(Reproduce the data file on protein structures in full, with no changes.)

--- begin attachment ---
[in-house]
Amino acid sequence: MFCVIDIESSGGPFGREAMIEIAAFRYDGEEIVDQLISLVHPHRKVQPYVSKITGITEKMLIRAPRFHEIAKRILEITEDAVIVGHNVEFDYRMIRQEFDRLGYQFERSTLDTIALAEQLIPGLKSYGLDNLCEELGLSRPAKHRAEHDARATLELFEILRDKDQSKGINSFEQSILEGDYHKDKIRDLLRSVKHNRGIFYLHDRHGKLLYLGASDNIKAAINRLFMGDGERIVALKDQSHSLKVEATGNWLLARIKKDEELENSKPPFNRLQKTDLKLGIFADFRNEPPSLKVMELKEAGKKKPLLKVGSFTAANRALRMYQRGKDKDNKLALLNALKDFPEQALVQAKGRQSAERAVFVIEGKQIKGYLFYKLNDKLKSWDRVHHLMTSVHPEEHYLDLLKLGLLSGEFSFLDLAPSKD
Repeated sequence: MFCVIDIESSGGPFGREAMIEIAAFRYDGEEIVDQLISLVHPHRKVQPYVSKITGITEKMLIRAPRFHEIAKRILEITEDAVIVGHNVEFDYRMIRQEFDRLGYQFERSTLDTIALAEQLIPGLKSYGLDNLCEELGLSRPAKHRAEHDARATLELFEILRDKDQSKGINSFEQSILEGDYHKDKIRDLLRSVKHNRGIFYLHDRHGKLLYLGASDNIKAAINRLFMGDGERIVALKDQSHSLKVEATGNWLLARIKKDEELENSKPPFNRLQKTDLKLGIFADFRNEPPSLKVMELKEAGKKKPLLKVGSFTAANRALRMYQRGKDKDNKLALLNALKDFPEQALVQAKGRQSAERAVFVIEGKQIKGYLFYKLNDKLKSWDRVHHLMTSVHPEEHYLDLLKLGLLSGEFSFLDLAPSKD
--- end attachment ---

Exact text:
[in-house]
Amino acid sequence: MFCVIDIESSGGPFGREAMIEIAAFRYDGEEIVDQLISLVHPHRKVQPYVSKITGITEKMLIRAPRFHEIAKRILEITEDAVIVGHNVEFDYRMIRQEFDRLGYQFERSTLDTIALAEQLIPGLKSYGLDNLCEELGLSRPAKHRAEHDARATLELFEILRDKDQSKGINSFEQSILEGDYHKDKIRDLLRSVKHNRGIFYLHDRHGKLLYLGASDNIKAAINRLFMGDGERIVALKDQSHSLKVEATGNWLLARIKKDEELENSKPPFNRLQKTDLKLGIFADFRNEPPSLKVMELKEAGKKKPLLKVGSFTAANRALRMYQRGKDKDNKLALLNALKDFPEQALVQAKGRQSAERAVFVIEGKQIKGYLFYKLNDKLKSWDRVHHLMTSVHPEEHYLDLLKLGLLSGEFSFLDLAPSKD
Repeated sequence: MFCVIDIESSGGPFGREAMIEIAAFRYDGEEIVDQLISLVHPHRKVQPYVSKITGITEKMLIRAPRFHEIAKRILEITEDAVIVGHNVEFDYRMIRQEFDRLGYQFERSTLDTIALAEQLIPGLKSYGLDNLCEELGLSRPAKHRAEHDARATLELFEILRDKDQSKGINSFEQSILEGDYHKDKIRDLLRSVKHNRGIFYLHDRHGKLLYLGASDNIKAAINRLFMGDGERIVALKDQSHSLKVEATGNWLLARIKKDEELENSKPPFNRLQKTDLKLGIFADFRNEPPSLKVMELKEAGKKKPLLKVGSFTAANRALRMYQRGKDKDNKLALLNALKDFPEQALVQAKGRQSAERAVFVIEGKQIKGYLFYKLNDKLKSWDRVHHLMTSVHPEEHYLDLLKLGLLSGEFSFLDLAPSKD